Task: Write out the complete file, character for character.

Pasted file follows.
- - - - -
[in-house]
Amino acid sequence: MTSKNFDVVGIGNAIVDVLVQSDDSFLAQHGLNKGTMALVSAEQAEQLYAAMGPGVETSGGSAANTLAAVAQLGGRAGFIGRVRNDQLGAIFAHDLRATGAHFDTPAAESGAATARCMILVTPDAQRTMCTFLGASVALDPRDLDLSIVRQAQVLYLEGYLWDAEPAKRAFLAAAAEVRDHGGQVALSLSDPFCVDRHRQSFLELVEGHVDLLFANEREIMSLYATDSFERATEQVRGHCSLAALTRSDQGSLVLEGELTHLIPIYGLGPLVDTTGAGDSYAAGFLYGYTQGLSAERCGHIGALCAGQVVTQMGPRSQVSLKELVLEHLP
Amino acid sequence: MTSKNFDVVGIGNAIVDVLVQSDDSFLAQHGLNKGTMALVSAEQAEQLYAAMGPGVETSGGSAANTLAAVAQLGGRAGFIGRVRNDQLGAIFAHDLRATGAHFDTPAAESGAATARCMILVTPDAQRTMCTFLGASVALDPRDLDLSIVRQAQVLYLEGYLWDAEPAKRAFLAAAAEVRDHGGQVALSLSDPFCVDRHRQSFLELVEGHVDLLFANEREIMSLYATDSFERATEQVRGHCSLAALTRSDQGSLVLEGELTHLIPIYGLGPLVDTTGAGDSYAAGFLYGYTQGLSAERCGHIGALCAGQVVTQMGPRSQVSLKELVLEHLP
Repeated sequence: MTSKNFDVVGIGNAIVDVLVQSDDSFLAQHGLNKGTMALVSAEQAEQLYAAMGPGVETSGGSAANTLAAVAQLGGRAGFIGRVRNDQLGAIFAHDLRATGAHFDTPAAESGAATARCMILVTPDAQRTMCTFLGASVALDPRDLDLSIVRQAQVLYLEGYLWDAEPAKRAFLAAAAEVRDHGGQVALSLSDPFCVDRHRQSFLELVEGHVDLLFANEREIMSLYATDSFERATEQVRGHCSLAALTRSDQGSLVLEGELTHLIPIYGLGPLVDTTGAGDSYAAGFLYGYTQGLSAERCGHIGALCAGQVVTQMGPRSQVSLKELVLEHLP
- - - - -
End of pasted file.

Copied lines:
[in-house]
Amino acid sequence: MTSKNFDVVGIGNAIVDVLVQSDDSFLAQHGLNKGTMALVSAEQAEQLYAAMGPGVETSGGSAANTLAAVAQLGGRAGFIGRVRNDQLGAIFAHDLRATGAHFDTPAAESGAATARCMILVTPDAQRTMCTFLGASVALDPRDLDLSIVRQAQVLYLEGYLWDAEPAKRAFLAAAAEVRDHGGQVALSLSDPFCVDRHRQSFLELVEGHVDLLFANEREIMSLYATDSFERATEQVRGHCSLAALTRSDQGSLVLEGELTHLIPIYGLGPLVDTTGAGDSYAAGFLYGYTQGLSAERCGHIGALCAGQVVTQMGPRSQVSLKELVLEHLP
Amino acid sequence: MTSKNFDVVGIGNAIVDVLVQSDDSFLAQHGLNKGTMALVSAEQAEQLYAAMGPGVETSGGSAANTLAAVAQLGGRAGFIGRVRNDQLGAIFAHDLRATGAHFDTPAAESGAATARCMILVTPDAQRTMCTFLGASVALDPRDLDLSIVRQAQVLYLEGYLWDAEPAKRAFLAAAAEVRDHGGQVALSLSDPFCVDRHRQSFLELVEGHVDLLFANEREIMSLYATDSFERATEQVRGHCSLAALTRSDQGSLVLEGELTHLIPIYGLGPLVDTTGAGDSYAAGFLYGYTQGLSAERCGHIGALCAGQVVTQMGPRSQVSLKELVLEHLP
Repeated sequence: MTSKNFDVVGIGNAIVDVLVQSDDSFLAQHGLNKGTMALVSAEQAEQLYAAMGPGVETSGGSAANTLAAVAQLGGRAGFIGRVRNDQLGAIFAHDLRATGAHFDTPAAESGAATARCMILVTPDAQRTMCTFLGASVALDPRDLDLSIVRQAQVLYLEGYLWDAEPAKRAFLAAAAEVRDHGGQVALSLSDPFCVDRHRQSFLELVEGHVDLLFANEREIMSLYATDSFERATEQVRGHCSLAALTRSDQGSLVLEGELTHLIPIYGLGPLVDTTGAGDSYAAGFLYGYTQGLSAERCGHIGALCAGQVVTQMGPRSQVSLKELVLEHLP